Income can be split after the S corporation has been established. Shares of stock can be gifted to a family member. The initial distribution of shares to a relative would be classified as a gift; the annual income from the gift would be reported on the family member’s individual Form 1040 return and be taxed at the relative’s tax rate. But beware of the kiddie tax. If your child is age 18 or over (substitute (1) age 19 or over if your child’s earned income doesn’t exceed one-half of his or her support, or (2) age 24 or over if your child is a full-time student and your child’s earned income doesn’t exceed one-half of his or her support), however, and gets unearned income from the family S corporation, the kiddie tax doesn’t apply. In this way, the total tax burden would be distributed among the shareholders, and, very likely, the average tax rate would be less than that of the former sole proprietor.
Howard has a sole proprietorship business that generates net income of $500,000 per year. He decides to incorporate the business and make an “S election.” Howard makes a gift of 10 shares of stock (representing 10% of the business) to two of his relatives–Emily and her husband, Bob. Emily and Bob have taxable income of $20,000 before inclusion of their share of the S corporation income ($50,000). Thus, their total taxable income comes to $70,000.
Bob and Emily would be in the 15% tax bracket and file jointly. Therefore, they would pay approximately $9,568 in income tax in 2017 (assuming no other variables and ignoring any potential application of the AMT). Howard would be in the 35% bracket and would pay significantly more. Thus, gifting to relatives might be a wise idea.
Salaries can also be used to split income. As with C corporations, however, compensation must be reasonable. Some of the factors the IRS will look at to determine whether compensation is reasonable include the following:
- The shareholder-employee’s qualifications and role in the company
- The services actually performed by the shareholder-employee
- The prevailing compensation rates in the corporation’s industry for similar services
- The size of the business
- The degree to which the shareholder-employee contributes to the success of the business
In determining whether total compensation to a shareholder-employee is excessive, bonuses, fringe benefits, and contributions the corporation makes to qualified retirement plans on the employee’s behalf must also be considered. If the total compensation is excessive, a portion of the corporation’s deduction for contributions to its qualified retirement plan on behalf of the shareholder-employee may be disallowed.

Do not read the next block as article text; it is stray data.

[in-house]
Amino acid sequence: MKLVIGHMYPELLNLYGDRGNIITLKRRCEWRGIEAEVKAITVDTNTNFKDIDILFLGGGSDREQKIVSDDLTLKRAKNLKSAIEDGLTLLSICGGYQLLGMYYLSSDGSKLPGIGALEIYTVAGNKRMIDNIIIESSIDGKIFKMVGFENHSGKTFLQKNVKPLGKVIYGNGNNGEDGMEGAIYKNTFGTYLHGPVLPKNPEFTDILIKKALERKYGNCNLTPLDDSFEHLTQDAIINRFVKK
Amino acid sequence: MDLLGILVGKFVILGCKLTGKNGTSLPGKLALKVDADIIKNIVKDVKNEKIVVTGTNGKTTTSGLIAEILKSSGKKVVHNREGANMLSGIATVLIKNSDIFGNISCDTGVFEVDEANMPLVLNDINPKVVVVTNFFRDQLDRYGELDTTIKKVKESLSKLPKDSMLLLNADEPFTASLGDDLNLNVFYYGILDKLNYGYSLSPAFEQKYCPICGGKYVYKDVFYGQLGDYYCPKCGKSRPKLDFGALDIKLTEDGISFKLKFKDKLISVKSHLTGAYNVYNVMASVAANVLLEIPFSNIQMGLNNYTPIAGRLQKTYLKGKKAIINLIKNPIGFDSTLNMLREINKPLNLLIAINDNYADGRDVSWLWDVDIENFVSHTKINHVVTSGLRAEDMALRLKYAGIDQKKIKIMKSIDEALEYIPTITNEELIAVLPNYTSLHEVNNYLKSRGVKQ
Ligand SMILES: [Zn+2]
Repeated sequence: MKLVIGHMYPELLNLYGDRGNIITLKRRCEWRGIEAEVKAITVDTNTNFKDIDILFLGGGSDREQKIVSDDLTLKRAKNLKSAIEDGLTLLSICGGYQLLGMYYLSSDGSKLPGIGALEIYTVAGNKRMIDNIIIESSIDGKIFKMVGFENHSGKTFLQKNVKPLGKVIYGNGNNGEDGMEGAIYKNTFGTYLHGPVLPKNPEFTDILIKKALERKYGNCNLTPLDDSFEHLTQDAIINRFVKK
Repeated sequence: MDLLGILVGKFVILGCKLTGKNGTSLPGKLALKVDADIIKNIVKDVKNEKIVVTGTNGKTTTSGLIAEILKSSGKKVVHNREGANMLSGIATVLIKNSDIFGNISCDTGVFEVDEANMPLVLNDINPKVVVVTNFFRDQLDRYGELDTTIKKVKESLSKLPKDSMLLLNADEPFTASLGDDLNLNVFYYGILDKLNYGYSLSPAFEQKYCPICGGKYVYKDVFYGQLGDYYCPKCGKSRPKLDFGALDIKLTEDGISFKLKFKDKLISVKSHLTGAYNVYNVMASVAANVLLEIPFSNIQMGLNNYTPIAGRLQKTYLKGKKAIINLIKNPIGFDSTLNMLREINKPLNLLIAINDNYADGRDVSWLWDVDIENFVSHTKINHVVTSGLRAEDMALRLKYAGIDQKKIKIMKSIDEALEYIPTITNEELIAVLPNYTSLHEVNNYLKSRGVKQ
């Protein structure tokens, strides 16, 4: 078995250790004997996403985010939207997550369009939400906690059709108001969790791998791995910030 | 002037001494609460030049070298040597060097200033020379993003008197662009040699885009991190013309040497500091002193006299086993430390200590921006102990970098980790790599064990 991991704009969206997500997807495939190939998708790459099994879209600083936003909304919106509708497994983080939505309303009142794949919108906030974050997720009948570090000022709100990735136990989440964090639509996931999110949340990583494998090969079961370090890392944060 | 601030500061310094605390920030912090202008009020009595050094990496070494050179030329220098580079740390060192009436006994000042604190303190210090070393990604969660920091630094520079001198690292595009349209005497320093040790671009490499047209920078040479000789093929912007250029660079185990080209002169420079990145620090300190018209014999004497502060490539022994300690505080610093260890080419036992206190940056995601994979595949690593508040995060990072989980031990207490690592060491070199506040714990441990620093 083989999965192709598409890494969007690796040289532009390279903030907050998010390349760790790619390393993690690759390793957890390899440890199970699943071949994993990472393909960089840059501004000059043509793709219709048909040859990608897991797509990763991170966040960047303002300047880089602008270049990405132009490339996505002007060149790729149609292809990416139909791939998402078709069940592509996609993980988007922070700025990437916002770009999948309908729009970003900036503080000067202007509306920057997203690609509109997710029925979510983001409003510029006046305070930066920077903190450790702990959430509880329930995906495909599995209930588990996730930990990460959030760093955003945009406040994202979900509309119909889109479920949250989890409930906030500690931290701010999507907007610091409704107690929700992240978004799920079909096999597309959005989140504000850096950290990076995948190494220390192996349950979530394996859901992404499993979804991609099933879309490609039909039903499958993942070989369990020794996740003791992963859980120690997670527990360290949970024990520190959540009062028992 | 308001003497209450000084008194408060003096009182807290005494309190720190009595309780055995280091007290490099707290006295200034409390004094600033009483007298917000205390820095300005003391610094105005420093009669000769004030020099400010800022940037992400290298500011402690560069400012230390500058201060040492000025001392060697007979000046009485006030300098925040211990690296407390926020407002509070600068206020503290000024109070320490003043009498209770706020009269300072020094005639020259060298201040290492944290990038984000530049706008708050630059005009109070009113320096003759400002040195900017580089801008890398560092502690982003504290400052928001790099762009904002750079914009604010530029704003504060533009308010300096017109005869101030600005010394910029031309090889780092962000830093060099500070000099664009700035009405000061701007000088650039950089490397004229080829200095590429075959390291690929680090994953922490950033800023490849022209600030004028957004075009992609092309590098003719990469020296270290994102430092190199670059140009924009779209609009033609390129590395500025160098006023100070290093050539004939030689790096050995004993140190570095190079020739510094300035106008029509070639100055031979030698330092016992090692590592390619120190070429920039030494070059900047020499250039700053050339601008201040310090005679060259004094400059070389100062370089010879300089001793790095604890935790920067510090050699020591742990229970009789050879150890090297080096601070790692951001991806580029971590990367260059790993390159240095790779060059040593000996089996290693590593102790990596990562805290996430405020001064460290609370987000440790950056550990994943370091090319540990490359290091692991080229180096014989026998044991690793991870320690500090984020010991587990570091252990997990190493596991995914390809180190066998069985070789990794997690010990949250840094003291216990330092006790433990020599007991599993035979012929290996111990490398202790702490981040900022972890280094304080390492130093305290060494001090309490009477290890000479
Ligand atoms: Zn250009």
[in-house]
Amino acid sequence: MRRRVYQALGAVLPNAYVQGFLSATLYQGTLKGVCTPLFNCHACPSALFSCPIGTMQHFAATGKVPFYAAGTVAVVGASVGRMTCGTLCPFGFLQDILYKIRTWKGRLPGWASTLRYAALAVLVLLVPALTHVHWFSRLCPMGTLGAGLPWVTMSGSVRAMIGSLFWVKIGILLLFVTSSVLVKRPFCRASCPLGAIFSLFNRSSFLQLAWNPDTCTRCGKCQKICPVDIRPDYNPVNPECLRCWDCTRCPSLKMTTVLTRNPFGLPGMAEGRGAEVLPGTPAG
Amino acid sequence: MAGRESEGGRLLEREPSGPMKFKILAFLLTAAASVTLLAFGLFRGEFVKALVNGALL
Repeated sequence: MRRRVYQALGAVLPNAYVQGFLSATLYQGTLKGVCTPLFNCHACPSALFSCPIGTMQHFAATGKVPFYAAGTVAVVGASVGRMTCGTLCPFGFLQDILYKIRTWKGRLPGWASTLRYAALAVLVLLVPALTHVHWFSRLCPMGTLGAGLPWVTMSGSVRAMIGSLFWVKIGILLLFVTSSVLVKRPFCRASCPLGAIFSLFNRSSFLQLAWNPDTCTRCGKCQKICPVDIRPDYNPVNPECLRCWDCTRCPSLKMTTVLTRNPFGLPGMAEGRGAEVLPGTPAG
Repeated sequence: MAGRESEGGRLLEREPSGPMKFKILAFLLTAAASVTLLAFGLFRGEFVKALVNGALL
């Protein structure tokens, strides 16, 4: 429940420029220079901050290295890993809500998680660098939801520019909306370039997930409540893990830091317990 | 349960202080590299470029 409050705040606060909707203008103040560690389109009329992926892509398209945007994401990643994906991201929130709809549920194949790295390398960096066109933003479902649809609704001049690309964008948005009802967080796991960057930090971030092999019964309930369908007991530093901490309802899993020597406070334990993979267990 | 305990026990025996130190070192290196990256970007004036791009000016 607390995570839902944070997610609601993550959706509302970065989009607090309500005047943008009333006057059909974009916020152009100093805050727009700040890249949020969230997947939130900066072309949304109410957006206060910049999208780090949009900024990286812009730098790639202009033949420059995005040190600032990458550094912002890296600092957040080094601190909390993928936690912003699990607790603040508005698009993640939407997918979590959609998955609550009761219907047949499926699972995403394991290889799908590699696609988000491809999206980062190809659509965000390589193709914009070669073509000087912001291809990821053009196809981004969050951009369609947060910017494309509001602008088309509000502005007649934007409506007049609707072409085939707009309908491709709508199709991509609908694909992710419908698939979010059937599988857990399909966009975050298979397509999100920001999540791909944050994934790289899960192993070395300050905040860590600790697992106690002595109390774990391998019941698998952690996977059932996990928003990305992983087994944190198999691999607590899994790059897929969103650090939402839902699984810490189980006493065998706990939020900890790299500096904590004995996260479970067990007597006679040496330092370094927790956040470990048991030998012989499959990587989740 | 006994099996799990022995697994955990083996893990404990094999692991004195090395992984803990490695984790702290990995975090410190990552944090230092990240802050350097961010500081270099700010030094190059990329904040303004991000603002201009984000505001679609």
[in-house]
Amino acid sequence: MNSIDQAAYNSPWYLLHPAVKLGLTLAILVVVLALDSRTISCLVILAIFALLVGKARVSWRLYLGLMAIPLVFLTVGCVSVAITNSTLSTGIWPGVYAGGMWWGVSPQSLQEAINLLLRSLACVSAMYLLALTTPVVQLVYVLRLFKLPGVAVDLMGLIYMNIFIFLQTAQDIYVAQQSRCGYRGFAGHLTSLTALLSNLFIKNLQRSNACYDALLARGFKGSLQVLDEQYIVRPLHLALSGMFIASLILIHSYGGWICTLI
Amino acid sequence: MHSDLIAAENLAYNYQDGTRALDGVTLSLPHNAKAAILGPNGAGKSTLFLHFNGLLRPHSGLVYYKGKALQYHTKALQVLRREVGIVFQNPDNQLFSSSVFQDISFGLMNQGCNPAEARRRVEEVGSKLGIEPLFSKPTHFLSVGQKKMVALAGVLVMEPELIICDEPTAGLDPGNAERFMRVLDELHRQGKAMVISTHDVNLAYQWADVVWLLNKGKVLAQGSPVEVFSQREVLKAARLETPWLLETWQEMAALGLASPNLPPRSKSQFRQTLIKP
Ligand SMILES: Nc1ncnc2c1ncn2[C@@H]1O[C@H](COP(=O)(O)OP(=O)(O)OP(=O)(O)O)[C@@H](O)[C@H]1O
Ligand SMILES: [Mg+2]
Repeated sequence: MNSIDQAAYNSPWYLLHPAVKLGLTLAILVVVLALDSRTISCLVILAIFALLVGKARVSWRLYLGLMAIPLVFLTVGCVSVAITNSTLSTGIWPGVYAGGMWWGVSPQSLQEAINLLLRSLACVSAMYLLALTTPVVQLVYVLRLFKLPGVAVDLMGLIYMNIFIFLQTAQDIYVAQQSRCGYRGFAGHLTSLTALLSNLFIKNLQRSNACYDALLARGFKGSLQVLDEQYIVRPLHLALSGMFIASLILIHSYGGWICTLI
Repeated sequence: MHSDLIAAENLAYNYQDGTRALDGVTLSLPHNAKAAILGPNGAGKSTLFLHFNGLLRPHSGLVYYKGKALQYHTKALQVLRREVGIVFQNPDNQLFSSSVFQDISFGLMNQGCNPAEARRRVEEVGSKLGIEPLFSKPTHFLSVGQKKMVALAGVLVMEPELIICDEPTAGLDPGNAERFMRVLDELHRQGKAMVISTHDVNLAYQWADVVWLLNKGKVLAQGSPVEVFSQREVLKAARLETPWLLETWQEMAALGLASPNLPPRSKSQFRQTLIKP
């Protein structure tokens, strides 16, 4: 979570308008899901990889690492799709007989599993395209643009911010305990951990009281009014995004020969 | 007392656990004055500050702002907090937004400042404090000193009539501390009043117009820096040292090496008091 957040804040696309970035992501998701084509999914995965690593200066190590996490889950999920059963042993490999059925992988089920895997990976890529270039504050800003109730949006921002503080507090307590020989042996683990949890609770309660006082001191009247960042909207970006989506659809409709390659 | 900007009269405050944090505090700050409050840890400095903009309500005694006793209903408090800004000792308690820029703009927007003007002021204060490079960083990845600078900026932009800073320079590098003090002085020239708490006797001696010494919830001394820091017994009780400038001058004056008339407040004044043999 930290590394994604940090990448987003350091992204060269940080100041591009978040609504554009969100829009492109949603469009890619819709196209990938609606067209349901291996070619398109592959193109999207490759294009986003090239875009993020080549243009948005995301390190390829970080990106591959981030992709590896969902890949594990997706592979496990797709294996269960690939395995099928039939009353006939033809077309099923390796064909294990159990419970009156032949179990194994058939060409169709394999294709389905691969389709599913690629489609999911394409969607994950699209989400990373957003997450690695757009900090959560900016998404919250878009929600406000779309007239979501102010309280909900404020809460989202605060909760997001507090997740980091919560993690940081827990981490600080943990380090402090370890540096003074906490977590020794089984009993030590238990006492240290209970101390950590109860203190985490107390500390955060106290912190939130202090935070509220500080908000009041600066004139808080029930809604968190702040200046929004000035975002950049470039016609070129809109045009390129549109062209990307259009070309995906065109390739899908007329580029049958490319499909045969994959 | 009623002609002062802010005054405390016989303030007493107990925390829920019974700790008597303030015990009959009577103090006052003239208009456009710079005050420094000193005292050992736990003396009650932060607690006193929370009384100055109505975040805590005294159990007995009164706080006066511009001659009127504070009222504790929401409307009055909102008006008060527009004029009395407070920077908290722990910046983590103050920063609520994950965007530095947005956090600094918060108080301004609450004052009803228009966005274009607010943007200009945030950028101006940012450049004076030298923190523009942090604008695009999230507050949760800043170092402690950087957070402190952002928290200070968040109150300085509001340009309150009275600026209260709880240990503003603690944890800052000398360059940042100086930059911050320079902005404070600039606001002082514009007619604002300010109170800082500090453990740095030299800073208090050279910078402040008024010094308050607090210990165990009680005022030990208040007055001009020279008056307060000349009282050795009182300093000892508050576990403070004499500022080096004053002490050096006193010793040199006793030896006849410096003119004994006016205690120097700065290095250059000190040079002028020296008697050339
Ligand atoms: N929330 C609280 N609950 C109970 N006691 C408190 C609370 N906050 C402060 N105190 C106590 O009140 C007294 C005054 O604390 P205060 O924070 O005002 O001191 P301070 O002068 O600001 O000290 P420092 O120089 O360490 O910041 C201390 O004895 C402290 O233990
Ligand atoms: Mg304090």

How can income be split among family members in a partnership to reduce overall income taxes?
Family limited partnership (FLP)
Limited partnerships can also be used to split income taxes. A family limited partnership (FLP) is owned by family members and operates under the rules of a limited partnership. Typically, parents form an FLP and transfer their assets, such as an existing business, to this entity. Or, a business can be formed as an FLP from the start.
Children as limited partners
An FLP is often used to shift present business income to lower-bracket family members. The parents are named as the general partners, and the children are the limited partners. In other words, the children have no right to manage the business — they are treated like investors who have an ownership interest in the business only. Each child can receive a limited partnership interest worth $28,000 each year (in both 2016 and 2017; $14,000 from each parent) as gifts without federal gift and estate tax consequences to anyone (though there may be state gift tax consequences). Gift and estate tax imposed on gifts in excess of the annual gift tax exclusion may also be offset by your applicable exclusion amount to the extent that is available. In addition, limited partners can work in the business and be compensated for their services.
Technical note: The annual gift tax exclusion is indexed for inflation.
If you make gifts of interests in a family partnership to family members, allocations of partnership income (this does not include compensation for services they provide to the partnership) to such family members is not permitted unless capital is a material income-producing factor in the partnership. Even if capital is a material income-producing factor, special rules may restrict the amount of income that can be allocated to such family members.
Beware of the kiddie tax. If your child is age 18 or over (substitute (1) age 19 or over if your child’s earned income doesn’t exceed one-half of his or her support, or (2) age 24 or over if your child is a full-time student and your child’s earned income doesn’t exceed one-half of his or her support), however, and gets unearned income from the family partnership, the kiddie tax doesn’t apply.
Tip: It is also possible to minimize Social Security payroll/self-employment taxes by restructuring your business entity.